Tuesday, March 19, 2019, The Associated Press
HARRISBURG — Pennsylvania state lawmakers voted overwhelmingly Tuesday to make it harder for officials and government employees convicted of crimes related to their jobs to retain their public pensions.
The state House voted 194 to 1 to approve legislation that applies the pension forfeiture law to state and federal felonies and other crimes that could result in at least five years behind bars.
Mark Scolforo | Thursday, December 27, 2018, The Associated Press
HARRISBURG — The Pennsylvania legislative branch saw its budget reserve jump by nearly $43 million last year, with most of the additional surplus attributed to House and Senate accounts.
The Legislative Audit Advisory Commission voted unanimously Thursday to approve the annual financial report for the legislative branch.
The commission said the legislative surplus was $138 million when the year ended in June. A year ago, the commission pegged the surplus at $95 million.
Jan Murphy | Tuesday, November 20, 2018, Harrisburg Patriot News
Starting on Dec. 1, Pennsylvania lawmakers – the second-highest paid in the nation – will see their paychecks grow with a raise of 1.6 percent, boosting the base salary that most legislators get paid to $88,610.
It means rank-and-file lawmakers will get an annual raise of $1,430. Currently, the base pay for lawmakers is $87,180.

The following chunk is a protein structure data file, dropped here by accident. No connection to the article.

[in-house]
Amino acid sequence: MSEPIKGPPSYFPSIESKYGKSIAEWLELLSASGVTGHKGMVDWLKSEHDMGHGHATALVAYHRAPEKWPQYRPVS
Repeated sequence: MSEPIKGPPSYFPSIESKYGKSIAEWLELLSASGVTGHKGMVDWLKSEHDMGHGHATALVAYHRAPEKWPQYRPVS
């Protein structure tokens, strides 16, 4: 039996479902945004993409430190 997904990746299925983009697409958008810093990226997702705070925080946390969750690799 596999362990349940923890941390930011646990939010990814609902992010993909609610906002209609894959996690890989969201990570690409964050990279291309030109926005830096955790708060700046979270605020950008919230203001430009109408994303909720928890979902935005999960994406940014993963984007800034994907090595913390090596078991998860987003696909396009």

Charles Thompson | Thursday, October 18, 2018, Harrisburg Patriot News
The Pennsylvania legislature passed legislation Wednesday to lengthen mandatory minimum prison terms for persons convicted of vehicular homicide while under the influence who have prior DUI convictions.
The bill now goes to Gov. Tom Wolf for signing.
Jan Murphy | Monday, October 2, 2017, Harrisburg Patriot News
The clock is ticking on state lawmakers to put in place a long-term funding fix to help make Pennsylvania’s unemployment compensation system fully functional again before the next big wave of jobless claims hits.
The $15 million bridge funding approved in April enabled the system to hire back nearly 200 of the 521 state Department of Labor & Industry workers who were laid off last December when state funding to help underwrite the system dried up.